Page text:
Wales Fungus Day 2018

  • Sunday 14 October 2018
  • 10am to 4pm
How to book

Wales Fungus Day

October 14th promises to be a fung-tastic day at the National Botanic Garden of Wales’ 7th annual Wales Fungus Day. A venue that knows how to put the fun into fungi, visitors will find a mix of science, fun, art and magic here that will appeal to anyone curious about the strange but fascinating kingdom of fungi.  With a fab programme of talks and guided walks, visitors to Wales Fungus Day can pick up some handy basic identification techniques and find out what fungi you can eat – and what you really shouldn’t eat – and get tips about how to grow edible mushrooms on books, straw, logs and even old coffee beans.

There’ll be an array of trade and activity stalls in the Botanic Garden’s iconic Great Glasshouse, including woodworkers, crafters, and mushroom activities for all – which shouldn’t take up too ‘mushroom’ in the world’s largest single-span glasshouse! Outdoors, the National Botanic Garden of Wales is a great place to come and look for wild fungi, and you’ll find all types of mushroom-friendly habitat here – woods, fields, lawns and flower beds. There’s even a meadow that has an internationally important collection of multi-coloured waxcap fungi. People concerned about the ash dieback fungal disease that is killing many of our Welsh ash trees can also find out the research Botanic Garden is taking part in to understand this devastating threat.

Event organiser Bruce Langridge says “Our Wales Fungus Day has been such a hit that the concept has mushroomed into a UK Fungus Day event spread across over 80 venues in the UK. We know how important it is to make Fungus Day appeal to all ages and abilities, as this fascinating and mysterious lifeform is a crucial part of our ecosystem and yet very few people understand or appreciate its value. It’s our job as a national botanic garden to excite interest and to spread knowledge about the wonderful world of fungi.”

Younger visitors will love the fungi face painting, wooden toadstool making and fungi themed activities throughout the day. They’ll also have the chance to explore the fungi-rich Fairy Wood where they can look for signs of domestic fairy life and post a letter to the fairies in the fairy village.  Ballet lovers will also enjoy fairy and fungi inspired performances by Llangain Youth Ballet and there’s free Garden entry to anyone dressed as a fairy or elf to this magical day!

If you’d like to brush up on your fungi knowledge before Wales Fungus Day, there’s a Getting to know your Garden Fungi course on Wednesday, October 10th, led by the Garden’s Head of Interpretation and originator of UK Fungus Day, Bruce Langridge.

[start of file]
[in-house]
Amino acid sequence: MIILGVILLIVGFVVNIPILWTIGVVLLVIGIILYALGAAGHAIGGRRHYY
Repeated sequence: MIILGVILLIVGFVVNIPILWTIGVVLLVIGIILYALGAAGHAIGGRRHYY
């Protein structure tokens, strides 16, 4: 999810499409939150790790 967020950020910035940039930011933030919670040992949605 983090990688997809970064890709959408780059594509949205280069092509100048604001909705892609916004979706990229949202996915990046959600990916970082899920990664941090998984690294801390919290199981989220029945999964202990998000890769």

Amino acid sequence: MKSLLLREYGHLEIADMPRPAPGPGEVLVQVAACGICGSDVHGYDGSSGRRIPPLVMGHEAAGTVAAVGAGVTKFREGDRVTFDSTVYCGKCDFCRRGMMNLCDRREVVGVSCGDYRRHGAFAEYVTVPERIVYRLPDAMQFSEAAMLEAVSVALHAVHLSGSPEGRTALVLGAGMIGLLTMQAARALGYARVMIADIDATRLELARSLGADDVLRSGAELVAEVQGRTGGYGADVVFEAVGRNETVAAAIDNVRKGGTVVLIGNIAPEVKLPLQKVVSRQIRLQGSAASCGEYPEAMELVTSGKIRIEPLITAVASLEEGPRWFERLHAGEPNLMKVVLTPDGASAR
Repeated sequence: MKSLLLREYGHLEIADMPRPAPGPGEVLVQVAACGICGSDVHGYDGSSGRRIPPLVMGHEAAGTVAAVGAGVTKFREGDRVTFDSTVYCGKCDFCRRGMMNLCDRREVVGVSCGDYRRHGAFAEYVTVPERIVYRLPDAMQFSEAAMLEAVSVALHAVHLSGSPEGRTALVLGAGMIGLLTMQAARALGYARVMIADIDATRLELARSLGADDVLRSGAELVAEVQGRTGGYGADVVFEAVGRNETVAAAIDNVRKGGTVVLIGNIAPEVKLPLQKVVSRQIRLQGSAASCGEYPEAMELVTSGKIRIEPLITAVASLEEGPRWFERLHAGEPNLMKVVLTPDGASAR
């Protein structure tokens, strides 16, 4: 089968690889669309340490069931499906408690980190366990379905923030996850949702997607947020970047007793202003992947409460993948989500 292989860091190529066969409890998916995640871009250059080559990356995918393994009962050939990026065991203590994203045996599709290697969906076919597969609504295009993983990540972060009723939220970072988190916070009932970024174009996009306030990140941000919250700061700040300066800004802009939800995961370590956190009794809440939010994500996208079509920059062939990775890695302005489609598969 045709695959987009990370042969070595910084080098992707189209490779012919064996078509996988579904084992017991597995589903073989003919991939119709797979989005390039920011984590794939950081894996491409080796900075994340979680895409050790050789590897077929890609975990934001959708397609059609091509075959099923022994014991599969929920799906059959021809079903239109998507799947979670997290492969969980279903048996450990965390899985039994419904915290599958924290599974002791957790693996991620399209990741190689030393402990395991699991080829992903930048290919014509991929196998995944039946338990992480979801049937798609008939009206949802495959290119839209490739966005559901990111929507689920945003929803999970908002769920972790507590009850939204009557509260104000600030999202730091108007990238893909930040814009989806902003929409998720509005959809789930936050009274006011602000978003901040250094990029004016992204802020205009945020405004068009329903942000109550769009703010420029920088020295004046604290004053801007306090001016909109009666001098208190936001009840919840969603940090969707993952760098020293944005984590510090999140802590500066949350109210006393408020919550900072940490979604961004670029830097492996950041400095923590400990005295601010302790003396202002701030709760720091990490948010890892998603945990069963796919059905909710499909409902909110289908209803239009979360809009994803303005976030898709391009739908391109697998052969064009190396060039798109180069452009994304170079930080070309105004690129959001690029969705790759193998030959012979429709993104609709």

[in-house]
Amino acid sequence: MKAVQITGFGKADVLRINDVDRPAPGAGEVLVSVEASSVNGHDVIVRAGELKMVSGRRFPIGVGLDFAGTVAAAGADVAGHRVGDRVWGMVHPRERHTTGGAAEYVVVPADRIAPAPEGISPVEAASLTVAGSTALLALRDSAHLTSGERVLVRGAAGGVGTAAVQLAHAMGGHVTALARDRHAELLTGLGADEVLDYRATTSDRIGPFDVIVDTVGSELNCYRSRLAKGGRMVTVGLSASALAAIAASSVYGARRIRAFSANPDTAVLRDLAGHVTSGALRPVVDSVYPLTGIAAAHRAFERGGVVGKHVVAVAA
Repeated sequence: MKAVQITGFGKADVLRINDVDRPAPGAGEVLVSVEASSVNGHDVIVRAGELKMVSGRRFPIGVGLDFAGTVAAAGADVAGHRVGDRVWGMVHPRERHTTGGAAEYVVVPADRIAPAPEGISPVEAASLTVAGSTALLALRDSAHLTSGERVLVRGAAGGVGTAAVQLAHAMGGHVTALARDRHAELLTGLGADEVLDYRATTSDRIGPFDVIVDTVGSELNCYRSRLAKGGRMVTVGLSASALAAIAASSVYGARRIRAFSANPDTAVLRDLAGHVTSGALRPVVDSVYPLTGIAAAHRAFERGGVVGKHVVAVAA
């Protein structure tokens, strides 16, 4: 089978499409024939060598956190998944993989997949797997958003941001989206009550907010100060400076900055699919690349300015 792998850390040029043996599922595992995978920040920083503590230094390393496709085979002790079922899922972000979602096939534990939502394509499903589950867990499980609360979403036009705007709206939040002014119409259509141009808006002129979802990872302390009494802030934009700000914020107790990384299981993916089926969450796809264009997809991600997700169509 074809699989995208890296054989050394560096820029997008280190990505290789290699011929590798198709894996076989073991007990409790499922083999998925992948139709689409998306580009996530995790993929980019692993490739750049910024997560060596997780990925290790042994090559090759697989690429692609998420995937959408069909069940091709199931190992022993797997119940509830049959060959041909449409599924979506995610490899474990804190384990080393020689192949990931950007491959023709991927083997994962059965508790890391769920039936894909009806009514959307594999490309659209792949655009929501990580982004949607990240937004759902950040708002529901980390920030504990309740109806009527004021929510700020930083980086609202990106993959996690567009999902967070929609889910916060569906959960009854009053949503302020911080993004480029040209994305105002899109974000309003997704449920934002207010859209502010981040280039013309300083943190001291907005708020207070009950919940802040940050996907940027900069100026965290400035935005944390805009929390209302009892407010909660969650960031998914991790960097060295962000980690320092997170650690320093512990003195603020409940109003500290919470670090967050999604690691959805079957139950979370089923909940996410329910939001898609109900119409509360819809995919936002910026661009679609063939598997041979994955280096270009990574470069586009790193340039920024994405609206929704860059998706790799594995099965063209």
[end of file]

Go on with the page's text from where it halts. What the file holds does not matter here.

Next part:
The event includes:

  • Guided walks and talks about fungi in meadows, flower beds, lawns and woods
  • Tony’s Table– a cornucopia of fresh fungal fruiting bodies
  • Fungi and fairy-inspired ballet with Llangain Youth Ballet
  • Find out what fungi you can eat, and what you really shouldn’t eat
  • Smelly Fungus Zoo
  • Specialist walk to look at fungus causing ash dieback 
  • Look for signs of fairies deep within our fungi-rich Fairy Wood and post a letter to the fairies in the fairy village
  • Displays of fungi-inspired textiles, art and illustrations
  • Lots of fungi and fairy-inspired family activities
  • Stalls selling fairy and fungi bits and bobs

Indoor Talk:

1 – 1.40pm in the Paxton Room, Principality House: Hunting for Hidden Gems – Tools and Tips for Keen Fungal Jungle Explorers with Pat O’Reilly

Guided Tours:

11amWoodland Fungi with Pat O’Reilly

12pm –  Garden Fungi with Emma Williams

2pm Waxcap Meadows with David Mitchel

3pm – Fungi and Ash Dieback with Matt Combes of Forest Research

All walks start from the western entrance of the Great Glasshouse.

Llangain Ballet Performances in Theatr Botanica




All ballet performances are free with entry but to help us to control numbers (last year’s performances were full), please collect a ticket for your preferred performance time from the foyer of the Theatr Botanica. 

Wales Fungus Day is part of the Growing the Future project at the National Botanic Garden of Wales.

This project has received funding through the Welsh Government Rural Communities – Rural Development Programme 2014-2020, which is funded by the European Agricultural Fund for Rural Development and the Welsh Government.